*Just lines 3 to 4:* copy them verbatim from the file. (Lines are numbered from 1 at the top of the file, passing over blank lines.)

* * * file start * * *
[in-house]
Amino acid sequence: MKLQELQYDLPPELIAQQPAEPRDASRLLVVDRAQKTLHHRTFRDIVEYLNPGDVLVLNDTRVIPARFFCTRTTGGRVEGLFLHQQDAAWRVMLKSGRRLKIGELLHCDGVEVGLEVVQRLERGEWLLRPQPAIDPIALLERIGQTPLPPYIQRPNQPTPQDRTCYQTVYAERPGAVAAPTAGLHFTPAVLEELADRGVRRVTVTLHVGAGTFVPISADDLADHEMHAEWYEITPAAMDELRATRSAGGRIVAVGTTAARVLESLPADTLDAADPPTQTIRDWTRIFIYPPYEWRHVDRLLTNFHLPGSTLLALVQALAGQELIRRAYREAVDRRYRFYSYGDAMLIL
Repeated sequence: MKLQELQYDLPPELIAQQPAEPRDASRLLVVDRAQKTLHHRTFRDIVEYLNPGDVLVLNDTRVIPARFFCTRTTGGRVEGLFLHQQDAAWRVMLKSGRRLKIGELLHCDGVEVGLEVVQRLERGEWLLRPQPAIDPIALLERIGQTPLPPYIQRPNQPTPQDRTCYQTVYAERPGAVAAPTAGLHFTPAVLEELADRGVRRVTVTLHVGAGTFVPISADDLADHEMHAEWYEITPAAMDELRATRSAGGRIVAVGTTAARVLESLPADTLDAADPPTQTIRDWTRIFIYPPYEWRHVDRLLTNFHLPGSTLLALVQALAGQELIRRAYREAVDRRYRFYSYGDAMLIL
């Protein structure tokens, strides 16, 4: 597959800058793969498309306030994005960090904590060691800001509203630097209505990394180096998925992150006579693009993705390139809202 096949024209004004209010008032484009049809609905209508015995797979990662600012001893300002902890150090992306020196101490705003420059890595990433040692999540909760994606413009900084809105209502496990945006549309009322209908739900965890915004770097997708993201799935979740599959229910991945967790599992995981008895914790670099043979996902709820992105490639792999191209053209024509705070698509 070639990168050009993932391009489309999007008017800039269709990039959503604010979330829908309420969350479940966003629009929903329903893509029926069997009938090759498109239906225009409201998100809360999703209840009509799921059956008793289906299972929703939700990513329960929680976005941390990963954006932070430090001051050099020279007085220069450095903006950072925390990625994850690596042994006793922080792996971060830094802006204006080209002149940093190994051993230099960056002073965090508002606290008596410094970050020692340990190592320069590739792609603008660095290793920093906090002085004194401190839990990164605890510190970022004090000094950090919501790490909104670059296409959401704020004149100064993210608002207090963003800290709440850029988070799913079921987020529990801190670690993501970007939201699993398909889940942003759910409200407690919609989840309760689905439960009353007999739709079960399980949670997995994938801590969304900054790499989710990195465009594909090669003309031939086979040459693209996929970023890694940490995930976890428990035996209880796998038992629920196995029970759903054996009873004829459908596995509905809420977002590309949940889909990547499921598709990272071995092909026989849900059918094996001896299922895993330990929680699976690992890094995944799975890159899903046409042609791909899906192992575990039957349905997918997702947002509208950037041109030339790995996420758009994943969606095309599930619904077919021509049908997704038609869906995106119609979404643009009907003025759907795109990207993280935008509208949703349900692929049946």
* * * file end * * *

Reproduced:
Repeated sequence: MKLQELQYDLPPELIAQQPAEPRDASRLLVVDRAQKTLHHRTFRDIVEYLNPGDVLVLNDTRVIPARFFCTRTTGGRVEGLFLHQQDAAWRVMLKSGRRLKIGELLHCDGVEVGLEVVQRLERGEWLLRPQPAIDPIALLERIGQTPLPPYIQRPNQPTPQDRTCYQTVYAERPGAVAAPTAGLHFTPAVLEELADRGVRRVTVTLHVGAGTFVPISADDLADHEMHAEWYEITPAAMDELRATRSAGGRIVAVGTTAARVLESLPADTLDAADPPTQTIRDWTRIFIYPPYEWRHVDRLLTNFHLPGSTLLALVQALAGQELIRRAYREAVDRRYRFYSYGDAMLIL
């Protein structure tokens, strides 16, 4: 597959800058793969498309306030994005960090904590060691800001509203630097209505990394180096998925992150006579693009993705390139809202 096949024209004004209010008032484009049809609905209508015995797979990662600012001893300002902890150090992306020196101490705003420059890595990433040692999540909760994606413009900084809105209502496990945006549309009322209908739900965890915004770097997708993201799935979740599959229910991945967790599992995981008895914790670099043979996902709820992105490639792999191209053209024509705070698509 070639990168050009993932391009489309999007008017800039269709990039959503604010979330829908309420969350479940966003629009929903329903893509029926069997009938090759498109239906225009409201998100809360999703209840009509799921059956008793289906299972929703939700990513329960929680976005941390990963954006932070430090001051050099020279007085220069450095903006950072925390990625994850690596042994006793922080792996971060830094802006204006080209002149940093190994051993230099960056002073965090508002606290008596410094970050020692340990190592320069590739792609603008660095290793920093906090002085004194401190839990990164605890510190970022004090000094950090919501790490909104670059296409959401704020004149100064993210608002207090963003800290709440850029988070799913079921987020529990801190670690993501970007939201699993398909889940942003759910409200407690919609989840309760689905439960009353007999739709079960399980949670997995994938801590969304900054790499989710990195465009594909090669003309031939086979040459693209996929970023890694940490995930976890428990035996209880796998038992629920196995029970759903054996009873004829459908596995509905809420977002590309949940889909990547499921598709990272071995092909026989849900059918094996001896299922895993330990929680699976690992890094995944799975890159899903046409042609791909899906192992575990039957349905997918997702947002509208950037041109030339790995996420758009994943969606095309599930619904077919021509049908997704038609869906995106119609979404643009009907003025759907795109990207993280935008509208949703349900692929049946």